• Mixed results for corporate profitability. In the short term, corporates, especially the large and dominant ones, could enjoy higher profitability because they might be in a position to pass on the prices to consumers. But for many companies, especially smaller ones, persistently higher inflation will reduce sales and profitability because of lower demand.
  • Worsens the exchange rate: High inflation means the rupee is losing its power and, if the RBI doesn’t raise interest rates fast enough, investors will increasingly stay away because of reduced returns.
  • Leads to expectations of higher inflation: Persistently high inflation changes the psychology of people. People expect future prices to be higher and demand higher wages. But this, in turn, creates its own spiral of inflation as companies try to price goods and services even higher.

Consumer Price Index

  • A measure that examines the weighted average of prices of a basket of consumer goods and services, such as transportation, food and medical care.
    • FOOD ITEMS, which account for 46% of the index;
    • FUEL & LIGHT, with a weight of 7%;
    • CORE, all other items, which make up the remaining 47%.
  • It is calculated by taking price changes for each item in the predetermined basket of goods and averaging them.
  • Changes in the CPI are used to assess price changes associated with the cost of living;
  • The CPI is one of the most frequently used statistics for identifying periods of inflation or deflation.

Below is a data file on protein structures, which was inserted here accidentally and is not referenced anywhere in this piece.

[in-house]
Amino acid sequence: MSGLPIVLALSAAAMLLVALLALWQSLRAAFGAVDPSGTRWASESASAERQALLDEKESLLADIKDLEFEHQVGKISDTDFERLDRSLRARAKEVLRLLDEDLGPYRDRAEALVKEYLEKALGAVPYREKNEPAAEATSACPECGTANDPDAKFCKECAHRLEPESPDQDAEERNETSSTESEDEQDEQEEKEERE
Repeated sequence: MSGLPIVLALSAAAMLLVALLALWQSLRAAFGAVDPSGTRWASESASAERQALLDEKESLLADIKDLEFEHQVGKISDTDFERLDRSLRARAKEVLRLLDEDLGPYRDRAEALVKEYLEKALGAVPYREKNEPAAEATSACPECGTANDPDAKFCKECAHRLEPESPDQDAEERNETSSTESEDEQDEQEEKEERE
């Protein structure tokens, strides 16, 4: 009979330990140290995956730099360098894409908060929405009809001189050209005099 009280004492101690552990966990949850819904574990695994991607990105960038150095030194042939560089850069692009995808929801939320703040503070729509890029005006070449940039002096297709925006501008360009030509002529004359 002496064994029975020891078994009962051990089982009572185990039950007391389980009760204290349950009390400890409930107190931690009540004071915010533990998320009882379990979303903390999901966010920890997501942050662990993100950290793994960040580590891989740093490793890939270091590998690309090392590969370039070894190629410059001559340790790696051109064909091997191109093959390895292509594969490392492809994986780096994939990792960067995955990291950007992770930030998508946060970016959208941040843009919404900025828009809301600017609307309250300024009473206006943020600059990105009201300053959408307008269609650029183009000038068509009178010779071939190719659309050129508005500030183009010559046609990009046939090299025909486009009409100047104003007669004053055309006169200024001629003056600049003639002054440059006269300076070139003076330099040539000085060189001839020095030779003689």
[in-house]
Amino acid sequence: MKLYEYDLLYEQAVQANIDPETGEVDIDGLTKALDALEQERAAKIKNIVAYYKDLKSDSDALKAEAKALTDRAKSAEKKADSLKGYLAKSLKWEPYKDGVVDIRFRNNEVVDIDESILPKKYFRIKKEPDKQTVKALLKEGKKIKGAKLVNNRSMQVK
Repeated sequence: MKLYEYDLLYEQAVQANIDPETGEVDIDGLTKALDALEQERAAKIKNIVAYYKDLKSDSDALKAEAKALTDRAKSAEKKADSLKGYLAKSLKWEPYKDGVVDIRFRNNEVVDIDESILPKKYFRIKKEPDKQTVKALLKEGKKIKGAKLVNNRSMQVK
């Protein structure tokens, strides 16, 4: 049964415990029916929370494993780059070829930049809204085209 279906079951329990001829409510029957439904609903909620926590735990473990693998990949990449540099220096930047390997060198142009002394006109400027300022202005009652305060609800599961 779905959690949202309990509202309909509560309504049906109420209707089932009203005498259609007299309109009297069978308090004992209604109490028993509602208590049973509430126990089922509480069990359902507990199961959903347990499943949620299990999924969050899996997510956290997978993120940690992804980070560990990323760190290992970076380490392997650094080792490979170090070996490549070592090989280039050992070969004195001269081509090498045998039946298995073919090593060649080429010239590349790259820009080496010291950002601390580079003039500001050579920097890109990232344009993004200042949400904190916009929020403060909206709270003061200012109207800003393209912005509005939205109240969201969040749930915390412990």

• Headline inflation is calculated using the Consumer Price Index.

In the current financial year, it is estimated that all three components will experience an inflation rate of 6% or more.

Wholesale Price Index (WPI)

  • WPI measures the changes in the prices of goods sold and traded in bulk by wholesale businesses to other businesses. In other words, WPI tracks prices at the factory gate before the retail level.
  • The numbers are released by the Ministry of Commerce and Industry
  • Even as the WPI is used as a key measure of inflation in some economies, the RBI no longer uses it for policy purposes, including setting repo rates.

Difference between WPI & CPI?

  • WPI, tracks inflation at the producer level and CPI captures changes in prices levels at the consumer level.
  • Both baskets measure inflationary trends (the movement of price signals) within the broader economy, the two indices differ in which weightages are assigned to food, fuel and manufactured items.
  • WPI does not capture changes in the prices of services, which CPI does.

Headline Retail Inflation vs Core Inflation

  • Headline inflation is the raw inflation figure reported through the Consumer Price Index (CPI) that is released by CSO. The headline figure is not adjusted for seasonality or for the often-volatile elements
  • Core inflation removes the CPI components that can exhibit large amounts of volatility from month to month, which can cause unwanted distortion to the headline figure. The most commonly removed factors are those relating to the cost of food and energy.

Previous Year Questions (PYQs)

Q.1) Consider the following statements in respect of the Laureus World Sports Award which was instituted in the year 2000:

  1. American golfer Tiger Woods was the first winner of this award.
  2. The award has been received mostly by ‘Formula One’ players so far.
  3. Roger Federer received this award the maximum number of times compared to others.

Select the correct code:

  1. 1 and 2 Only
  2. 2 and 3 Only
  3. 1 and 3 Only
  4. 1, 2 and 3

Source: Indian Express